The theme of children at play - specifically boy children - was an enduringly popular theme on Chinese ceramics. Boy babies playing among lotus scrolls can be seen on Song dynasty (960-1279) Ding wares and qingbai wares. One name for lotus in Chinese is pronounced lian, which sounds like the word for successive, the implied auspicious wish symbolised by this design being a succession of sons. In later depictions of children playing, such as that on the current vase, at least one of the boys usually carries a lotus flower or a lotus leaf. The depiction of children engaged in various games in a garden landscape gained particular favour at the court in the Chenghua reign (1465-87), and several vessels decorated in underglaze blue and also in underglaze blue and overglaze enamels in doucai style are preserved in the National Palace Museum, Taipei (see Catalogue of the Special Exhibition of Ch'eng-hua Porcelain Ware, National Palace Museum, Taipei, 2003, pp.45-7, nos. 19-21, and pp. 192-3, nos. 200-201). The popularity of this motif continued well into the 16th century, and was seen intermittently thereafter.
Lively depictions of boys playing in gardens came to the fore again on the imperial porcelains of the 18th century, particularly during the reign of the Qianlong emperor (1736-95), when they were decorated in famille rose or fencai enamels. The Palace Museum, Beijing has several Qianlong vases bearing this decoration in its collection, including a tianqiuping (see The Complete Collection of Treasures of the Palace Museum - 39 - Porcelains with Cloisonne Enamel Decoration and Famille Rose Decoration, Commercial Press, Hong Kong, 1999, p. 101, no. 87); an ovid vase (see ibid., p. 105, no. 91); a spherical vase (see ibid., p. 106, no. 92); a baluster vase (ibid., pp. 138-9, no. 121); a lidded cylindrical jar (see ibid., p. 146, no. 128); a cylindrical vase (see ibid., p. 150, no. 132). Qianlong vases with famille rose decoration depicting boys playing in a garden are also in the National Palace Museum, Taipei (see Porcelain of the National Palace Museum - Enamelled Ware of the Ch'ing Dynasty, Book II, Cafa company, Hong Kong, 1969, pp 37-41, pls. 5-5d). The National Palace Museum also has a cylindrical lidded jar decorated with the same theme in doucai style (see ibid., pp. 25-9, pls. 2-2f). The design also continued into the Jiaqing period (1796-1820), and the Palace Museum Beijing has a slightly larger vase of similar form to the current example, but with moulded relief decoration and somewhat more simplified landscape (see op. cit., pp.190-91, no. 168).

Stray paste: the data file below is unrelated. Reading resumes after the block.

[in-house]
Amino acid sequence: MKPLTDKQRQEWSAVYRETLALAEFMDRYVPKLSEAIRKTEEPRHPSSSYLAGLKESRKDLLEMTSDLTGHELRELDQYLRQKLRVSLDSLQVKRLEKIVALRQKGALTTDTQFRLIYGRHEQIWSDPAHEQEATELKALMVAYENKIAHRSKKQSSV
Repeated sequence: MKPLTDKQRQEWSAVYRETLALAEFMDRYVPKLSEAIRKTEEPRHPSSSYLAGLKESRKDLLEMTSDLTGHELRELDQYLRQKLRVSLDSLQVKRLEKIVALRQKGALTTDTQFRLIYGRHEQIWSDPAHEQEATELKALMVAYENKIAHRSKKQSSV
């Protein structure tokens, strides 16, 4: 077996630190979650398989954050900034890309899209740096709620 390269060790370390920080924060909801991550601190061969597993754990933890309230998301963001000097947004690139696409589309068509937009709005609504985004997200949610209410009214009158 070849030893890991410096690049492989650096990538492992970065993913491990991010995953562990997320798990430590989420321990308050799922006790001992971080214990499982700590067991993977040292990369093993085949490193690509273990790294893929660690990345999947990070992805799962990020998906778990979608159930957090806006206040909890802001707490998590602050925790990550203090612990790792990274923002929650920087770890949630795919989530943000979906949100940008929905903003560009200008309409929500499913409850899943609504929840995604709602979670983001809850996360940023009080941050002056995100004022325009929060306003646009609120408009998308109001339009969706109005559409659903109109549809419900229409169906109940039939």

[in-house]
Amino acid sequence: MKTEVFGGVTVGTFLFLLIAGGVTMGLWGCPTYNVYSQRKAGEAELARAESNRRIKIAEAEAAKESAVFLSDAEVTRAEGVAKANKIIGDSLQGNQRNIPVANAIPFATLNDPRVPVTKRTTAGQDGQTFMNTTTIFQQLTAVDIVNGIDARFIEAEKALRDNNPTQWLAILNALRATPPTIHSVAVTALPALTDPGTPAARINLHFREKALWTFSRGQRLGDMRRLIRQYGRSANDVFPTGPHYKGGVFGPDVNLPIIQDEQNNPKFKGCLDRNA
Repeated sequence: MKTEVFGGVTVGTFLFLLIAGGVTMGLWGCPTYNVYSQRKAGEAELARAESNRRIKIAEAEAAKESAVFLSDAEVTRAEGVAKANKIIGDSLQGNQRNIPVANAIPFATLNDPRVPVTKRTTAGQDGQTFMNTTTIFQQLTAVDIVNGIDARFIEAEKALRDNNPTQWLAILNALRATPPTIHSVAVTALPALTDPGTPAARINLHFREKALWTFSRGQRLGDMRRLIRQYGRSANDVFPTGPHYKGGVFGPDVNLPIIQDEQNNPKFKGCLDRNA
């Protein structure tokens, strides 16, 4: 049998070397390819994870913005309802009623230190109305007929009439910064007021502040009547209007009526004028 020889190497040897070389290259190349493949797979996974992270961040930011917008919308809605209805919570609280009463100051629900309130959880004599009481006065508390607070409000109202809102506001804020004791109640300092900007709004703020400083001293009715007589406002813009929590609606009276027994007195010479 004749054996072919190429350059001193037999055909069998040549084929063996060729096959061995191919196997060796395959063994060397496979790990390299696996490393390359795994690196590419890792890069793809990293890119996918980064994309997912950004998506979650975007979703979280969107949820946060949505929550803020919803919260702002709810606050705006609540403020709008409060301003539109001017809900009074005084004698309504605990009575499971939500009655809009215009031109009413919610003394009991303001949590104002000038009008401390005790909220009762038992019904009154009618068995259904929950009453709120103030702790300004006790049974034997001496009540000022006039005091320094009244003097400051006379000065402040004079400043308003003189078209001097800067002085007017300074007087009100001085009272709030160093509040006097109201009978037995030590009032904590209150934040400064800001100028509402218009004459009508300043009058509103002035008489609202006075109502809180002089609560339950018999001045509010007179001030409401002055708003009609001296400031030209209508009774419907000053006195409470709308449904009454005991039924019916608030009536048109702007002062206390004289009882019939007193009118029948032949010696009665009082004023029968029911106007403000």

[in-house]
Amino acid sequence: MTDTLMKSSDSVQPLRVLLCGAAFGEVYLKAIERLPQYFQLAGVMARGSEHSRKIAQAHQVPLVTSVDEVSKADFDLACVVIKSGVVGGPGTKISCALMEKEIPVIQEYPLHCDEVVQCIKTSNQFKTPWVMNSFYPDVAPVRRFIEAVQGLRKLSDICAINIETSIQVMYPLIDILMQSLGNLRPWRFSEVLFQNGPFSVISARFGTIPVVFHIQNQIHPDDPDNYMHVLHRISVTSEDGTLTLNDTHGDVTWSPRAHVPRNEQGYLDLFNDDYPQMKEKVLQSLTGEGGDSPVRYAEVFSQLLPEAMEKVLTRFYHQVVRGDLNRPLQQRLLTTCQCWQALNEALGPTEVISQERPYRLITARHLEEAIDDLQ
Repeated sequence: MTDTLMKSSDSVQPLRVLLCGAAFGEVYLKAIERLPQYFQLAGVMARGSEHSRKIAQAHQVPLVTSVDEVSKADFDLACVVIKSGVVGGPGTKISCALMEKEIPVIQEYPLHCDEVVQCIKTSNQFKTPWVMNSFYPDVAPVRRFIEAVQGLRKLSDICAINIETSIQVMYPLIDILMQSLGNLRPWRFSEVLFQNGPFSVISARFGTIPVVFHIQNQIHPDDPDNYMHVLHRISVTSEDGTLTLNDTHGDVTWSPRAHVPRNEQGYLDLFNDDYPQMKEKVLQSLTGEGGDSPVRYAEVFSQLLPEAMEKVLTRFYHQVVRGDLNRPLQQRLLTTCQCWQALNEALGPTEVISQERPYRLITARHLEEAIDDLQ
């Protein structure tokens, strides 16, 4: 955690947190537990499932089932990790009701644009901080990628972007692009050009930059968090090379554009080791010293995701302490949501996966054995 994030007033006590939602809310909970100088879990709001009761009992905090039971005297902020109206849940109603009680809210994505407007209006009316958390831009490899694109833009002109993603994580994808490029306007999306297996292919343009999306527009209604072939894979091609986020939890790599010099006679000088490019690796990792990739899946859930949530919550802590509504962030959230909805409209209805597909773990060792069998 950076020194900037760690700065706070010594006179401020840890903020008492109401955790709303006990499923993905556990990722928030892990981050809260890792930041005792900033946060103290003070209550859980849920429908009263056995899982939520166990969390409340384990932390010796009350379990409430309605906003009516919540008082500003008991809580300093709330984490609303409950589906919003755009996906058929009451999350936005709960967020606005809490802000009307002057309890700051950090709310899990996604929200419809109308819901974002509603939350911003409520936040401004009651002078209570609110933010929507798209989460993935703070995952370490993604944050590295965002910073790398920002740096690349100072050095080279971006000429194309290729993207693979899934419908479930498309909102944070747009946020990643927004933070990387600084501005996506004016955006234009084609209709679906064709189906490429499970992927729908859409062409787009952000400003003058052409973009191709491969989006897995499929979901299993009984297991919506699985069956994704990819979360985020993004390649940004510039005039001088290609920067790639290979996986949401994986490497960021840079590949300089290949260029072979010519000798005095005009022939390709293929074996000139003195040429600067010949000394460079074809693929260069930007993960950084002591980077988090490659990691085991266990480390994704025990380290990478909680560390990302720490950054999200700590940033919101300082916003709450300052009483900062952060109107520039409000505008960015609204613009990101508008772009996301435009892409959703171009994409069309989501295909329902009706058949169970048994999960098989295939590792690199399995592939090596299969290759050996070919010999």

The children on the vase are engaged in a range of activities, including mock battles and riding hobby-horses. At the neck boys hold the figures of the two imperial creatures - dragon and phoenix - on red poles. Indeed many of the items that the boys are holding or playing with have auspicious connotations. One boy holds a red pole on the top of which is a sun rising through coloured clouds. The sun, pronounced yang, reinforces the yang (male) theme of the decoration. The coloured (rosy) clouds provide a rebus for good luck. Several boys hold poles topped with auspicious animals, such as qilin, which are symbolic of happiness. Chinese tradition also credits the qilin with the power to bring many sons as well as ensuring that they will become successful scholars. The qilin is also regarded as a wise and just creature, and will only appear during the reign of a ruler who is also wise and fair-minded.
Another boy holds a pole topped by the figure of an elephant with a vase on its back. The elephant is an important creature within the Buddhist faith, but also has good secular associations. The word for elephant in Chinese xiang is pronounced in the same way as one of the words for happiness. It is a symbol of strength and intelligence, and because it lives to a great age is also regarded as symbolizing triumph over death. The elephant held by the boy on this vase has a saddle cloth and a vase on its back, which provides a rebus for 'perfect peace and harmony in the universe'. Some of the children dangle large prawns over the side of the bridge. Prawns symbolize liveliness, virtue and happiness, and so reflect some of the characteristics that parents would wish for their sons.
The children on this vase are skillfully painted in a very lively style, within a well conceived landscape. Their facial expressions and their dress are both painted with great care, making this a particularly charming, as well as a spectacularly large, 'boys' vase.